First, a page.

The polonaise is a stately processional dance from Poland, made famous by Chopin's extraordinary compositions. One of Chopin's finest examples of the form is this, his passionate Polonaise in A flat, Op.53. The work was composed in 1842, and is often referred to as the Heroic, though not by Chopin, who strongly disliked descriptive or emotive titles. Though there is no speed indication or metronome mark on the work, only the description maestoso (majestically), we know that Chopin hated the piece to be played too fast. His pupil Charles Hallé (later founder of the Hallé Orchestra) wrote in his autobiography: "Any deliberate misreading of his compositions he resented sharply. I remember how, on one occasion, in his gentle way he laid his hand upon my shoulder, saying how unhappy he felt, because he had heard his 'Grande Polonaise', in A flat, jouée vite [played fast], thereby destroying all the grandeur, the majesty, of this noble inspiration". To avoid playing polonaises too fast Chopin suggested to his pupils that they should be able to count out 6 beats in every bar, even though the tempo marking is 3 beats to the bar. It's likely that it was the Polonaise in A flat that Chopin performed at the February 1844 soirée mentioned at the beginning of this blog. The Polish poet Zaleski, in whose honour Chopin gave the soirée, wrote in his diary for 2 February 1844: "It was snowing - just like one of our winter days [in Poland]. At 4PM I went to Chopin's [at 9 Square d'Orleans], where I found Witwicki … Chopin entered unexpectedly, pale, tired, but in good spirits and in an inspired mood. He greeted me affectionately and sat down at the piano. It's impossible to describe the form and subject of his playing. For the first time in my life the beauty of the music moved me so vividly that I could not hold back my tears. All the nuances, all the musician's emotions, I could grasp, and I remember in the most exact way the motives and the feelings I had while listening to each piece. First he played a magnificent Prelude, then the Berceuse, then a Mazurka, again the Berceuse — of which Mme Hoffman [one of the other guests] said that the angels in Bethlehem must have sung like that. There followed a splendid Polonaise, and finally, in my honour, an improvisation in which he evoked all the sweet and sorrowful voices of the past. Chopin sang the tears of the dumkas and finished with the national anthem, 'Poland is not dead', in a whole gamut of different forms and voices, from that of the warrior to those of children and angels."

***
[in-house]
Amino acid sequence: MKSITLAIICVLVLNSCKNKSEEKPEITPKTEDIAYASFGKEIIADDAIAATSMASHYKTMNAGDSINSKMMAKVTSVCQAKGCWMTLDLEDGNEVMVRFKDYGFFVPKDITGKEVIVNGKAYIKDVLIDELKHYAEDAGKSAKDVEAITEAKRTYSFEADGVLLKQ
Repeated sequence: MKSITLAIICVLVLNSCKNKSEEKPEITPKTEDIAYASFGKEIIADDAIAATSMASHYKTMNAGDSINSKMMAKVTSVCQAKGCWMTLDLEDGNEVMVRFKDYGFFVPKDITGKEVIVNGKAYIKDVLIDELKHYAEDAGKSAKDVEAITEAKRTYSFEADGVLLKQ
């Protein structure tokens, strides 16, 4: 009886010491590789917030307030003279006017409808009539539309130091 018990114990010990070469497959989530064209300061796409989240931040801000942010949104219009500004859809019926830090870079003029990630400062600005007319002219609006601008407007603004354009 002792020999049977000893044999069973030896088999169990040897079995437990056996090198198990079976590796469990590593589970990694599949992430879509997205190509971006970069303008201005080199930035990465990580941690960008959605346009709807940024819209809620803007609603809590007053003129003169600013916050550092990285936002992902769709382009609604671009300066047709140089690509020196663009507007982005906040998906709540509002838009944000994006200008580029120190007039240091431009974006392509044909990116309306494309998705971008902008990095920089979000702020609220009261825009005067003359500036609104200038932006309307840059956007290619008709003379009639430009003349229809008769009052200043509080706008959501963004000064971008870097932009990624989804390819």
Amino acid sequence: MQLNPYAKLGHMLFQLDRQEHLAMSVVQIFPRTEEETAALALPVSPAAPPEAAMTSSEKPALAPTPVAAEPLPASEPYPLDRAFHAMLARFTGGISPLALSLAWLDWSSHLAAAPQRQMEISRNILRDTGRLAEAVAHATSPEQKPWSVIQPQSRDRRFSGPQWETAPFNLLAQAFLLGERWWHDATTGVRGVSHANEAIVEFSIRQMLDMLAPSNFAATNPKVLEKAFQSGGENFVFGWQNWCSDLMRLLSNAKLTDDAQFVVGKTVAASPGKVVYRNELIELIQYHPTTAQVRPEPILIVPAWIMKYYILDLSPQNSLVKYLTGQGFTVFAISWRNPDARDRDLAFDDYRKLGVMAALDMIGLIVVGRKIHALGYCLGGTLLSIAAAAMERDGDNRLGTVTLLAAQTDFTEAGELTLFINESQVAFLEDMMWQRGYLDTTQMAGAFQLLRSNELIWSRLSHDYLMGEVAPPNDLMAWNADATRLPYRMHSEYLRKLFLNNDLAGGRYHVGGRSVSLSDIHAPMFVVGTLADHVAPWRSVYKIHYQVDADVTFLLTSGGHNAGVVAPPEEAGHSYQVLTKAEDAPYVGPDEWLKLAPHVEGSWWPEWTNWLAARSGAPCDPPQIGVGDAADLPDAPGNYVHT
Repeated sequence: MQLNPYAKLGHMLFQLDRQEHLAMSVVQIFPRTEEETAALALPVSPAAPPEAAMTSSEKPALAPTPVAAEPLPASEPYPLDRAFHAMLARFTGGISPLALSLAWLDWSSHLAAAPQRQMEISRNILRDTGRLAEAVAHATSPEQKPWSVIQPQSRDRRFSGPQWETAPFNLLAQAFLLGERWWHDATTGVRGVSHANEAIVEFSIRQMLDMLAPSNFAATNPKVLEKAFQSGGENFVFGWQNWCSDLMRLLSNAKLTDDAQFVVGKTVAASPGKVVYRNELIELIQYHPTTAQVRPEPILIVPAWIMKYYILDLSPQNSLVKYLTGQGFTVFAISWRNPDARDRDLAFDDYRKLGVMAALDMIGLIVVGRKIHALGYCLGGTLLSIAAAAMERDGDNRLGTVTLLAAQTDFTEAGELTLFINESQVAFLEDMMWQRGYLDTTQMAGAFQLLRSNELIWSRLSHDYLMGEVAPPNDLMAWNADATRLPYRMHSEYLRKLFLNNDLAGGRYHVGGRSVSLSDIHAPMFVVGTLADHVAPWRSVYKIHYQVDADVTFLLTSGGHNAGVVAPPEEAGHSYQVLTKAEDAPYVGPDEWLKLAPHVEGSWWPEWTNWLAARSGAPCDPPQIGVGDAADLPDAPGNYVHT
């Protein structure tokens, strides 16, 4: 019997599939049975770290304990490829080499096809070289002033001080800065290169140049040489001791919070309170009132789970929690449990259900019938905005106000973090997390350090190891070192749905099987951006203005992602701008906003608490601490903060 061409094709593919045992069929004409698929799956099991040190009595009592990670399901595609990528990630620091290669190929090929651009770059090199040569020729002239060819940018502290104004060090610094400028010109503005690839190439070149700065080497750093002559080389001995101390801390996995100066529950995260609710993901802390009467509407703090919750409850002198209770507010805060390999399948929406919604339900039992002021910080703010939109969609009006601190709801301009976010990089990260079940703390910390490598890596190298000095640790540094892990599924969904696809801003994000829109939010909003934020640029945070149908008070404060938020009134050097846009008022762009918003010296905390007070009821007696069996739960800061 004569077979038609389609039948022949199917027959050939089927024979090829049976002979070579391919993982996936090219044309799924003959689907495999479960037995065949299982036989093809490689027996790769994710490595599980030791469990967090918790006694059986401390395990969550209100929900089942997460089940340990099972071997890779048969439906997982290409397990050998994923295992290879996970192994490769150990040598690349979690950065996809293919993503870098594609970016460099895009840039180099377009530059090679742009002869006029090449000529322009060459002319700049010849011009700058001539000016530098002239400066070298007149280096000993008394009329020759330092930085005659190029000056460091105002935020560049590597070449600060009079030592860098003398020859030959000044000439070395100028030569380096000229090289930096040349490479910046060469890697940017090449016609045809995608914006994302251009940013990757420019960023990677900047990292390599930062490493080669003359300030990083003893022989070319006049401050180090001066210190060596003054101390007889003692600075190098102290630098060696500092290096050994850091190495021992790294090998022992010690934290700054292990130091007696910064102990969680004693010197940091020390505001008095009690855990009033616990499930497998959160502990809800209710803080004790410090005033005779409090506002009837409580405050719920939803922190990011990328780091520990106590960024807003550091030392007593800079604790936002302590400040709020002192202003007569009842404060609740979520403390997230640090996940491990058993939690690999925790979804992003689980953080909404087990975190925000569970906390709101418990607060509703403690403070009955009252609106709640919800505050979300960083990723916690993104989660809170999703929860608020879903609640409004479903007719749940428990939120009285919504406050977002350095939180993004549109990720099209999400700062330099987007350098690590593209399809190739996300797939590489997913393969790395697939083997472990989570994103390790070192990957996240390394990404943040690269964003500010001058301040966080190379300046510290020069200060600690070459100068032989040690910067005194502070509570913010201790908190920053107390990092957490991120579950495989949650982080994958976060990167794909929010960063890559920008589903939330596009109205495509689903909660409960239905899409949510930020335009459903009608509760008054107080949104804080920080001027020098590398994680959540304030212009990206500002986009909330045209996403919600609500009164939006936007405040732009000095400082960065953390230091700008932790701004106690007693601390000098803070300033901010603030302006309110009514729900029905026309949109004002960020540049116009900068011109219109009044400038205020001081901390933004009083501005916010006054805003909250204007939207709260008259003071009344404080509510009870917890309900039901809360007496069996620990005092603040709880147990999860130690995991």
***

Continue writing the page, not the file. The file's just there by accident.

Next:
7. Gibbons: Waltz for a musical box, Op.77